[[bar.T].sub.2]([xi], [eta],z,p) = [4.summation over (i = 1)][A.sub.2i](Z)[x.sub.4i]exp( - [[lambda].sub.i]z) (2.20)

where [MATHEMATICAL EXPRESSION NOT REPRODUCIBLE IN ASCII] and [MATHEMATICAL EXPRESSION NOT REPRODUCIBLE IN ASCII]

Where forms of [x.sub.i] and [y.sub.i] (i=1,2,...8) are given in Appendix II. Also the expressions for the stresses ([([[bar.[tau]].sub.xx]).sub.2]), ([([[bar.[tau]].sub.yy]).sub.2]), ([([[bar.[tau]].sub.zz]).sub.2]), ([([[bar.[tau]].sub.yz]).sub.2]), ([([[bar.[tau]].sub.zx]).sub.2]) and ([([[bar.[tau]].sub.xy]).sub.2]) in the Laplace--double Fourier transform domain can be obtained from (1.2) applying the transforms as given in equations (2.1) using the expressions (2.17)-(2.20). Using the inverse Fourier transforms in the resulting expressions for temperature and stresses, we will get their integral representations of the temperature and stresses in the Laplace transform domain as

[MATHEMATICAL EXPRESSION NOT REPRODUCIBLE IN ASCII] (2.21)

The evaluation of these infinite integrals when all the terms are written out in full form become very unwidely and moreover we have to perform the inverse Laplace transform to these expressions in order to find the temperature and stresses in space time domain.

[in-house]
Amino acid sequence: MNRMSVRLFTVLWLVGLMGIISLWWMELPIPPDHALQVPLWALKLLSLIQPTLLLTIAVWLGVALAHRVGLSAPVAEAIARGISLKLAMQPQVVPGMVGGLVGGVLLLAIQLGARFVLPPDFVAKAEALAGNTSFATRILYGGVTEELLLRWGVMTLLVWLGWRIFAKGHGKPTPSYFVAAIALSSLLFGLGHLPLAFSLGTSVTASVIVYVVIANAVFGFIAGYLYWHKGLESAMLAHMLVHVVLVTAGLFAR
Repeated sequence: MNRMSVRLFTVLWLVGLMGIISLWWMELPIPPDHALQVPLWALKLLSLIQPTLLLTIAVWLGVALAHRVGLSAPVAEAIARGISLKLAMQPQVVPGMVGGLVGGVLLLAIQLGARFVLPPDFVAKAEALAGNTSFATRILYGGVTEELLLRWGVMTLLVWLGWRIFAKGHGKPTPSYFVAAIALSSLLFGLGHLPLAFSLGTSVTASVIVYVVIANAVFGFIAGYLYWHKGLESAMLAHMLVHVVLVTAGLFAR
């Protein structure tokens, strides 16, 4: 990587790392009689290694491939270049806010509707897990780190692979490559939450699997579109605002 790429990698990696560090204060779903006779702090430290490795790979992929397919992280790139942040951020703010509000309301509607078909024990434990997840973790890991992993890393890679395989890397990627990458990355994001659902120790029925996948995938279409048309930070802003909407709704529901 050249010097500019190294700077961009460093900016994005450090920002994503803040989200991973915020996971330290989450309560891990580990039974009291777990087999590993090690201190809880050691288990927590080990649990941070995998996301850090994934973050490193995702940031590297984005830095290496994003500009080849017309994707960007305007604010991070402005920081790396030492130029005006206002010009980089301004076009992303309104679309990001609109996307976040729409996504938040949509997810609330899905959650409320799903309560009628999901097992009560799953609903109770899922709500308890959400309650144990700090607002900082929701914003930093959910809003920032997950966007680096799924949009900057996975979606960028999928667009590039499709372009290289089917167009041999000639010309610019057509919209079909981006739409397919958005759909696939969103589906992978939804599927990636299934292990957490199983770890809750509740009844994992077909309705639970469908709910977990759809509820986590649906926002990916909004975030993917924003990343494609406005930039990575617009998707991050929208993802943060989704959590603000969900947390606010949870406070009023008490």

III. Numerical Solution

The Laplace--double Fourier inversion of the expressions for temperature and stresses in space--time domain are very complex and we prefer to develop an efficient computer programme for the inversion of these integral transforms. For the inversion of Laplace transform we follow the method of Bellman et al (21) and choose seven values of the time t = [t.sub.i]; i = 1, 2, 3, 4, 5, 6, 7 as the time range at which the temperature and stresses are to be determined where [t.sub.i] are the roots of the Legendre polynomial of degree seven. Simultaneous calculations for the inversion of double Fourier transforms were done by evaluating the infinite integrals (2.20) numerically by seven point Gaussian quadrature formula for several prescribed values of x, y and z.

The following data for the material Cobalt (considered as transversely isotropic) in SI units have been used vide Dhaliwal and Singh (22).

[MATHEMATICAL EXPRESSION NOT REPRODUCIBLE IN ASCII] (3.1)

2. Concluding Remarks